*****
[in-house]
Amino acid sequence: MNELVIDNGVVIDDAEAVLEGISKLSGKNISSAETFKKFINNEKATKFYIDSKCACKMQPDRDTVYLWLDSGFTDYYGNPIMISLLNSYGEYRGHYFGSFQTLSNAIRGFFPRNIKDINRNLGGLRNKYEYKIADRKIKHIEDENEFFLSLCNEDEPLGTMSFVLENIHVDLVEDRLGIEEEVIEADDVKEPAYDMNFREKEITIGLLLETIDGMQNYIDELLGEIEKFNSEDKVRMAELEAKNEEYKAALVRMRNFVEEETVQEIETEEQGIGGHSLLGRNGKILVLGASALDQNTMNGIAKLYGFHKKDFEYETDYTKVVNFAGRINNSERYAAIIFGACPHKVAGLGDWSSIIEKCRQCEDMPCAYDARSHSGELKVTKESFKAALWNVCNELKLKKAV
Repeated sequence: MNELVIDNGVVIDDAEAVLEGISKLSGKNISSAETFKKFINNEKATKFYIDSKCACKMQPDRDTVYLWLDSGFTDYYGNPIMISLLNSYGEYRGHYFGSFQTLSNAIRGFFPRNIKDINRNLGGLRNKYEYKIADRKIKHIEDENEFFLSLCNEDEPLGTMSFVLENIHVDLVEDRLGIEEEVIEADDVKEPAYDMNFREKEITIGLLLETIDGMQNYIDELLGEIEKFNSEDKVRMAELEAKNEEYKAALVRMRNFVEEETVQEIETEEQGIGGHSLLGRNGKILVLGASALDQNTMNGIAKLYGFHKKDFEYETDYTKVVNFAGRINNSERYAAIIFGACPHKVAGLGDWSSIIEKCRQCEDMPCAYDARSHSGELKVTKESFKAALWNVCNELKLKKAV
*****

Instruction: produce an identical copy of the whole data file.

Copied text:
[in-house]
Amino acid sequence: MNELVIDNGVVIDDAEAVLEGISKLSGKNISSAETFKKFINNEKATKFYIDSKCACKMQPDRDTVYLWLDSGFTDYYGNPIMISLLNSYGEYRGHYFGSFQTLSNAIRGFFPRNIKDINRNLGGLRNKYEYKIADRKIKHIEDENEFFLSLCNEDEPLGTMSFVLENIHVDLVEDRLGIEEEVIEADDVKEPAYDMNFREKEITIGLLLETIDGMQNYIDELLGEIEKFNSEDKVRMAELEAKNEEYKAALVRMRNFVEEETVQEIETEEQGIGGHSLLGRNGKILVLGASALDQNTMNGIAKLYGFHKKDFEYETDYTKVVNFAGRINNSERYAAIIFGACPHKVAGLGDWSSIIEKCRQCEDMPCAYDARSHSGELKVTKESFKAALWNVCNELKLKKAV
Repeated sequence: MNELVIDNGVVIDDAEAVLEGISKLSGKNISSAETFKKFINNEKATKFYIDSKCACKMQPDRDTVYLWLDSGFTDYYGNPIMISLLNSYGEYRGHYFGSFQTLSNAIRGFFPRNIKDINRNLGGLRNKYEYKIADRKIKHIEDENEFFLSLCNEDEPLGTMSFVLENIHVDLVEDRLGIEEEVIEADDVKEPAYDMNFREKEITIGLLLETIDGMQNYIDELLGEIEKFNSEDKVRMAELEAKNEEYKAALVRMRNFVEEETVQEIETEEQGIGGHSLLGRNGKILVLGASALDQNTMNGIAKLYGFHKKDFEYETDYTKVVNFAGRINNSERYAAIIFGACPHKVAGLGDWSSIIEKCRQCEDMPCAYDARSHSGELKVTKESFKAALWNVCNELKLKKAV